1.The arrival of a notable person, thing, or event.
2.The first season of the church year, leading up to Christmas and including the four preceding Sundays.
On the First Sunday of Advent at All Saints Church in Pasadena we lit one candle -- as we always do: the Candle of Hope. But this year -- 2012 -- at All Saints Church we lit one candle for two reasons.
The second part of the definition above was the first reason we lit the Candle of Hope: the first season of the church year leading up to Christmas. And it occurred to me today that the first part of the definition was a second reason: the arrival of a notable event. And that notable event is one filled with Hope -- the 12th Annual Muslim Public Affairs Council convention being held at All Saints church on Dec. 15.
It is a first ever. From the MPAC Convention website:
All Saints Church is a symbol of ideal religious coexistence and pluralism in America. This year's convention promises to bring our communities together to discuss the important issues we face today involving religious pluralism, violence and bigotry. The future of our country is dependent on work with both the interfaith and civic leaders, now more than ever.
A national Muslim Convention in a Christian Church. Now that's hope we can not just believe in but touch. Feel. Participate in.
Hope that the armor of light we put on during Advent is a light to ALL people.
And hope that in our coming together to shine that light we can participate in bending that arc of the moral universe a little closer to justice by our shared witness to the God who created us all in love and called us to walk in love with each other.
Not everyone is as excited about this as I am.
A Google Alert hit my inbox on Friday morning with a link to something called "Right Side News." The headline was "California Church to Become Site of Islamist Convention" and it turned out the piece was "sponsored by the Institute for Religion and Democracy."
Yes, the IRD. These are old friends of ours -- ones who have been working oh-so-diligently to "return mainline churches to biblical orthodoxy" -- and they're are back. Only now they're not after "the gays." They pretty much lost that one. Now they're after the Muslims with this opening shot: "Yet again, the Islamists are taking advantage of naïve Christians with a desire to show off their tolerance."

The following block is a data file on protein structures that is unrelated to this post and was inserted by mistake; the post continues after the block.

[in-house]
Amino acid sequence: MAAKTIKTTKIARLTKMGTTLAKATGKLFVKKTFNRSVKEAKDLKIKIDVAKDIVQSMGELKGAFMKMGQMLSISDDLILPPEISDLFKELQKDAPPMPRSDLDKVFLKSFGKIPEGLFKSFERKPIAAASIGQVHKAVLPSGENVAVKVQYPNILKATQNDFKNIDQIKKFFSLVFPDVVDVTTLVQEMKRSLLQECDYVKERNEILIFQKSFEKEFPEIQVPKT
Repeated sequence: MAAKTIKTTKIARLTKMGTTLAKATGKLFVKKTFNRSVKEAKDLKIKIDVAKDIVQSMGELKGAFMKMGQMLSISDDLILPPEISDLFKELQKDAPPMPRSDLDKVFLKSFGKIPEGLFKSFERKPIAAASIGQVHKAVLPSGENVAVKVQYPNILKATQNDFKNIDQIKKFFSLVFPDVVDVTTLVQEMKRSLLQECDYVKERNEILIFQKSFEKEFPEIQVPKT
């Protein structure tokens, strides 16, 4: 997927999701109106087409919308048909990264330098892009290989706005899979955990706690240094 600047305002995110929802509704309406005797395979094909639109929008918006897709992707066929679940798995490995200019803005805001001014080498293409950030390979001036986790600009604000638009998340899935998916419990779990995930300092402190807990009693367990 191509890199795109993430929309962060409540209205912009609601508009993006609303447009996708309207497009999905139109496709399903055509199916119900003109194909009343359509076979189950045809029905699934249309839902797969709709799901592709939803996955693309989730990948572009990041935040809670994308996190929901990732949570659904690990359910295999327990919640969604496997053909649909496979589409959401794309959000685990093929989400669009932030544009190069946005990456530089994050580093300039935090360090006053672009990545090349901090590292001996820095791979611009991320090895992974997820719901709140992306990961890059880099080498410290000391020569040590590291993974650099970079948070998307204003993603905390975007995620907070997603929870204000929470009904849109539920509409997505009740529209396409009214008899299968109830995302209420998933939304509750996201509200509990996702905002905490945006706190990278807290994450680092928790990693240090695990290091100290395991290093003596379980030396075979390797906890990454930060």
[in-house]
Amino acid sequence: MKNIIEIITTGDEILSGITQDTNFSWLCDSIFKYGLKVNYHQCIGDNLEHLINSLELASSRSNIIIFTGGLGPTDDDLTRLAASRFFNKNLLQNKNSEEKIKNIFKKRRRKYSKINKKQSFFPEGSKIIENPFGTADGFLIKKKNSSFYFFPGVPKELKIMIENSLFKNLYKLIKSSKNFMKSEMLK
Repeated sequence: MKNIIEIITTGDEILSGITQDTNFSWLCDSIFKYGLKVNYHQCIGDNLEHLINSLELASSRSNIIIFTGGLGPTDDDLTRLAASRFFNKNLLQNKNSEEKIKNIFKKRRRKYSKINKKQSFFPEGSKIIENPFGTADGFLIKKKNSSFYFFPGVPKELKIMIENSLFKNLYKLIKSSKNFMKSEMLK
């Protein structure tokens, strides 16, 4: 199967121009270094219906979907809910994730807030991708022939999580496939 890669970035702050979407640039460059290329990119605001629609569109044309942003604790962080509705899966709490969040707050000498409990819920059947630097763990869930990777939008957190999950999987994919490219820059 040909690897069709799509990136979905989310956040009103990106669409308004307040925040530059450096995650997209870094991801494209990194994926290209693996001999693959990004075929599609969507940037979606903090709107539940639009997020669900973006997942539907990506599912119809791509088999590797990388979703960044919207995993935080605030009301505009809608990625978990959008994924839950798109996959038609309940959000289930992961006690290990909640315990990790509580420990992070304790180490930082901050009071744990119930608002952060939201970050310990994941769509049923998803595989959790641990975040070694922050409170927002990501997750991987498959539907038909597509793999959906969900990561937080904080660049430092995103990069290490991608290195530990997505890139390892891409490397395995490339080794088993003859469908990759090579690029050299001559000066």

Seriously. I've been at All Saints Church for over a decade and we've been called MANY things -- but naive just doesn't come up. If you want some background on the IRD here's some brief context from a piece by Daniel Webster in The Witness back in 2006. It was entitled "This Schism Brought to You by the IRD."
There's no better description of how the IRD works than Hard Ball on Holy Ground, The Religious Right v. the Mainline for the Church's Soul (Boston Wesleyan Press, 2005). This book, edited by Stephen Swecker, is a compilation of articles by several authors who expose the IRD for what it is. "In the end, the IRD is not a program grounded in faith but, rather, in fear -- both fear of change in general and fear of loss by those who benefit most from the status quo, i.e., the wealthy and the powerful," writes Swecker in his closing article.
Yes, we know these folks. And now -- having failed to recreate our churches in their own image -- having failed to keep women in their place and LGBT people as strangers at the gate -- they're turning their attention to our Muslim brothers and sisters. They are at this point nothing less than an organization looking for an "other" to scapegoat and persecute. And that's why we at All Saints Church are getting out our armor of light. Because we're going to need it.
The e-mails we've started getting in response to the article are, as Ed Bacon said in his sermon on Sunday:
"... some of the most vile, mean-spirited email I've ever read in my life, talking about All Saints participating in terrorism by being hospitable to Muslims. To be a member of All Saints Church is to be a member of the peacemaking community in the world, and to that end, I also believe that to be religious in the 21st Century is to be interreligious. MPAC is one of our integral partners in interfaith peacemaking."
So stay tuned. Keep awake. Put on your armor of light -- and join us, won't you?
Join us in lighting a Candle of Hope that people of faith not only can but will stand together against polemic and polarization by focusing instead on the mobilization of God's values of love, justice and compassion. Join us in speaking out against Islamophobia with all its hatred and ugliness. And join us in trusting together we truly can turn the human race into the human family and together becoming the hope we are called to be.